Monday, August 31, 2015

A trip to Terrain

A trip to Terrain is always a treat, though I rarely buy anything. If I do, it's usually a gift. But guess what. They have great workshops. I attended one last night on terrariums, which is the most popular topic they offer.

A trip to Terrain

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A trip to Terrain is always a treat, though I rarely buy anything. If I do, it's usually a gift. But guess what. They have great workshops. I attended one last night on terrariums, which is the most popular topic they offer.

Last night's was the 50th terrarium workshop since Terrain opened in April of 2008. They go all year long, with the most heavily attended, naturally, falling in spring, autumn and winter. But assistant manager Diane Maguire does make summer terrariums, open ones using sand rather than soil. And lots of succulents.

The "gardens under glass" put together last night were pretty interesting. Students used one to five plants, opting for succulents and miniature palms, a lot of ferns and in one case, a small plant with tiny lavender blooms that looked like a mini-rose. Many of the plants suitable for use in a terrarium bore no names.

Diane brought accents to be added at the end: tiny pinecones, branches, stones, pebbles, gravel, moss. And she assured everyone that 99 percent of the time, the workshop terrariums are beautiful. You can just hear the 1 percent jokes. There were plenty.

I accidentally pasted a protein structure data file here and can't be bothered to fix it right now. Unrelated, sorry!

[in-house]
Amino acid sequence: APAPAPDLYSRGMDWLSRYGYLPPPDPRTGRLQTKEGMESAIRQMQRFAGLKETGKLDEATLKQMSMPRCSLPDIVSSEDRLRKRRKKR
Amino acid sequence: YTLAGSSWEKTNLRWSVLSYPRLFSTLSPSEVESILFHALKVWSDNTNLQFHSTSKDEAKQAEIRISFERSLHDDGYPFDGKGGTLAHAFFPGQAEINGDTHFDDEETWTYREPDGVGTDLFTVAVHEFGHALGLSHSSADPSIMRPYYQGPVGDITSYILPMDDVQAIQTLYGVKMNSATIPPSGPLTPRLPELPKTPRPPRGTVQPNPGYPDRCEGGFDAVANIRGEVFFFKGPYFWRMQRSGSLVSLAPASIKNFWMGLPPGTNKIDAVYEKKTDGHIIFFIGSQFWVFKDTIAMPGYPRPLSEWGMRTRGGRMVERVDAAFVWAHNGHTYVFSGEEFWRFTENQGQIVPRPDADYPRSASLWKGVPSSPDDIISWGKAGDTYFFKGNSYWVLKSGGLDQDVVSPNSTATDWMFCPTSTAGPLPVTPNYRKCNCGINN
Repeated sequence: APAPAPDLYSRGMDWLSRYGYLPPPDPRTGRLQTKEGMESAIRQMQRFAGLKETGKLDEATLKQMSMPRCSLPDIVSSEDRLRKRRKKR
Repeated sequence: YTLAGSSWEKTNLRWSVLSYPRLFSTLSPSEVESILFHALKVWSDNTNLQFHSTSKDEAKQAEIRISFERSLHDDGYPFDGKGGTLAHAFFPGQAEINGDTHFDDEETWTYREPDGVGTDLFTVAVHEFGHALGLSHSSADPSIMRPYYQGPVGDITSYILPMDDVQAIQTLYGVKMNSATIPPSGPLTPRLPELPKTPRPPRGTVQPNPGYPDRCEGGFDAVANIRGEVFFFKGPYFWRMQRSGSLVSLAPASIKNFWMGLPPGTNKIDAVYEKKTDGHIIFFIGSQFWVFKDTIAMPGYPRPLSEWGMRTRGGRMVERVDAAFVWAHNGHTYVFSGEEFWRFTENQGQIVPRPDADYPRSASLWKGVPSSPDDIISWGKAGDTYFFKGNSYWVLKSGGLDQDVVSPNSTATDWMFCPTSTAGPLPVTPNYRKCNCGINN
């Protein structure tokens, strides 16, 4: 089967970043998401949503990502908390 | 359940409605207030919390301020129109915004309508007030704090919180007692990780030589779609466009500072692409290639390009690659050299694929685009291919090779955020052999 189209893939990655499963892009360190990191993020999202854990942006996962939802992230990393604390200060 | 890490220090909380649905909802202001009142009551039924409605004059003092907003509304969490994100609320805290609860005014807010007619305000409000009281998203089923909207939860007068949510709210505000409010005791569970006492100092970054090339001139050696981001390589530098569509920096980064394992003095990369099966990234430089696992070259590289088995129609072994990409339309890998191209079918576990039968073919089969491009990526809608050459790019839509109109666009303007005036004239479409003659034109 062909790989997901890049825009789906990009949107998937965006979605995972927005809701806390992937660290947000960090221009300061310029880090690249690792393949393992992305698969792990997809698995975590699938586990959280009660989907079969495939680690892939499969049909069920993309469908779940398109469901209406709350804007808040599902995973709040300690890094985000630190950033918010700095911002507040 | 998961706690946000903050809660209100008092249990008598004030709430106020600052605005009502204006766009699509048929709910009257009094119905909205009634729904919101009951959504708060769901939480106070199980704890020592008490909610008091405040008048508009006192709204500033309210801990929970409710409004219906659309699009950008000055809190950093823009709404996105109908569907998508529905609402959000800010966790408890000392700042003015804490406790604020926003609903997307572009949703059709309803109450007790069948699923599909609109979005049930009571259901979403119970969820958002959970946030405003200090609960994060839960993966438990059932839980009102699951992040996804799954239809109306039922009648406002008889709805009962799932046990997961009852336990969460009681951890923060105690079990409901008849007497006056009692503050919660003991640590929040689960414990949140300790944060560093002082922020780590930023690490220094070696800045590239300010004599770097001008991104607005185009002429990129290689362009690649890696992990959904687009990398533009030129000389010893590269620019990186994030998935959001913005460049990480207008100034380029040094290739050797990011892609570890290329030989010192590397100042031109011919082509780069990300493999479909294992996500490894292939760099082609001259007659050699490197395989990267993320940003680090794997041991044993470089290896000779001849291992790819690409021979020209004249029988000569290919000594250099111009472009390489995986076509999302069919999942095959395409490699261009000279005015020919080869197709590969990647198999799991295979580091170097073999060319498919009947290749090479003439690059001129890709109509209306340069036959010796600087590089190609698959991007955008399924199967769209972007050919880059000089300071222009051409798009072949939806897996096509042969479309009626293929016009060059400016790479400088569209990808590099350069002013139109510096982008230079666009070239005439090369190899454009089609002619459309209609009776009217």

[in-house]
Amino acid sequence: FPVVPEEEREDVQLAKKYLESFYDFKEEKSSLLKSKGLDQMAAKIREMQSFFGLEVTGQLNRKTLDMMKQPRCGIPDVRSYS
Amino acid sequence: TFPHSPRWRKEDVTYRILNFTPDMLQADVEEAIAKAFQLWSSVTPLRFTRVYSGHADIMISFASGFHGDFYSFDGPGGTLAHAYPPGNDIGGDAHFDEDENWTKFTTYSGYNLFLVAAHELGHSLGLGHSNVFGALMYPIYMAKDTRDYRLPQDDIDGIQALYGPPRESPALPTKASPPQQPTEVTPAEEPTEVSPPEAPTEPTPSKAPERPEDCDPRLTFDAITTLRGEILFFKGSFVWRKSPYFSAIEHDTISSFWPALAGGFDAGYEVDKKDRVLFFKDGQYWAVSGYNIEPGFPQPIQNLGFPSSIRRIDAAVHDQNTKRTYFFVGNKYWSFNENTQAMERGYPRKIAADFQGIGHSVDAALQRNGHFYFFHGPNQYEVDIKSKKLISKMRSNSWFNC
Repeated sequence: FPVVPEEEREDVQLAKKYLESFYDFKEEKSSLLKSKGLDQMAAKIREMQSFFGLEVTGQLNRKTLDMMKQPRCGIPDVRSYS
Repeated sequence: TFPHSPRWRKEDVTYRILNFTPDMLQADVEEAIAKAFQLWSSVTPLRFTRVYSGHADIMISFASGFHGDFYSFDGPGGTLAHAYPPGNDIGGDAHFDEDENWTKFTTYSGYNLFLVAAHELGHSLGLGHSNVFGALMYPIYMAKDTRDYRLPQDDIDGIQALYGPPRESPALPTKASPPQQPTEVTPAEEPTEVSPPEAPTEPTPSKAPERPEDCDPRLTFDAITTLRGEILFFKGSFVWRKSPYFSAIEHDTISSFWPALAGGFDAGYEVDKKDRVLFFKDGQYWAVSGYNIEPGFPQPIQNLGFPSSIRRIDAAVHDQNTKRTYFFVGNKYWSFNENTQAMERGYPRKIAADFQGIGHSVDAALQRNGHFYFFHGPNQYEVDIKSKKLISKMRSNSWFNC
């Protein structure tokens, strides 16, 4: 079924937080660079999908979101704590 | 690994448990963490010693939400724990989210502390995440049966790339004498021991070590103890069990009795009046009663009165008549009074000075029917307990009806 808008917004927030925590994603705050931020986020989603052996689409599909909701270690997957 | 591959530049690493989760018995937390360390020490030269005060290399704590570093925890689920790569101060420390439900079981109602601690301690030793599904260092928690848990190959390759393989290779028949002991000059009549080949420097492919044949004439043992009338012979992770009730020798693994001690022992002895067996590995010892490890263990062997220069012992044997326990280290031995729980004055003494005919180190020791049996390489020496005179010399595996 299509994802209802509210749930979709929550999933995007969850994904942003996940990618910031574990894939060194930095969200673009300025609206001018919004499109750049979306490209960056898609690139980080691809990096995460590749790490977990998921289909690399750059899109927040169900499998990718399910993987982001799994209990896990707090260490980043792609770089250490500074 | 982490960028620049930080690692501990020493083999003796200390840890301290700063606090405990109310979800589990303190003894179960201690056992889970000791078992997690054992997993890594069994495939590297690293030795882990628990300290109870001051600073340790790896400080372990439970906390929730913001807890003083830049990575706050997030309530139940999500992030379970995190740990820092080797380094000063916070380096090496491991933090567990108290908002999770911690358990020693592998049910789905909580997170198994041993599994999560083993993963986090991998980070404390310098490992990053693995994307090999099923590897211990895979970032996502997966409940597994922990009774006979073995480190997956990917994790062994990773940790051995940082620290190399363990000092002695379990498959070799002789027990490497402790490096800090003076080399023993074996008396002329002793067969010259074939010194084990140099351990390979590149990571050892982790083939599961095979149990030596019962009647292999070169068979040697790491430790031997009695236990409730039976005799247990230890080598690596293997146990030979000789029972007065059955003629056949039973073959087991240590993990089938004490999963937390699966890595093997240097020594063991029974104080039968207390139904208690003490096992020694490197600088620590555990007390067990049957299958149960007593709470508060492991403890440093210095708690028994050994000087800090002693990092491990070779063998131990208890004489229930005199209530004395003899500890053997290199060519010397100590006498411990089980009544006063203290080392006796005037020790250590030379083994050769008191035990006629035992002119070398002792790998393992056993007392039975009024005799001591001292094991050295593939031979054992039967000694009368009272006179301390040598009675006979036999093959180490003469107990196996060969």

The terrarium in this photo, one of Terrain's, is a variation on the old Wardian cases that were used to transport orchids and other tropicals to Europe or America in the 1800s. These enclosed systems protected the plants from temperature changes and kept moisture in so they didn't arrived dried out and useless. "It's its own little environment in there," Diane says.

Inquirer Staff Writer
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About this blog
Ginny Smith, a Philadelphia native, joined the Inquirer at 1985. After stints as both reporter and editor in the city and suburbs, she’s been happily writing – and learning - about gardening full time since 2006. She’s won two silver medals of achievement from the national Garden Writers Association and in 2011, Bartram’s Garden honored her with its Green Exemplar award for her stories about “the region’s deeply rooted horticultural history, cultural attractions and bountiful gardens.” She plays in her own – mostly - bountiful garden in East Falls. Reach Virginia A. at vsmith@phillynews.com .

Virginia A. Smith Inquirer Staff Writer
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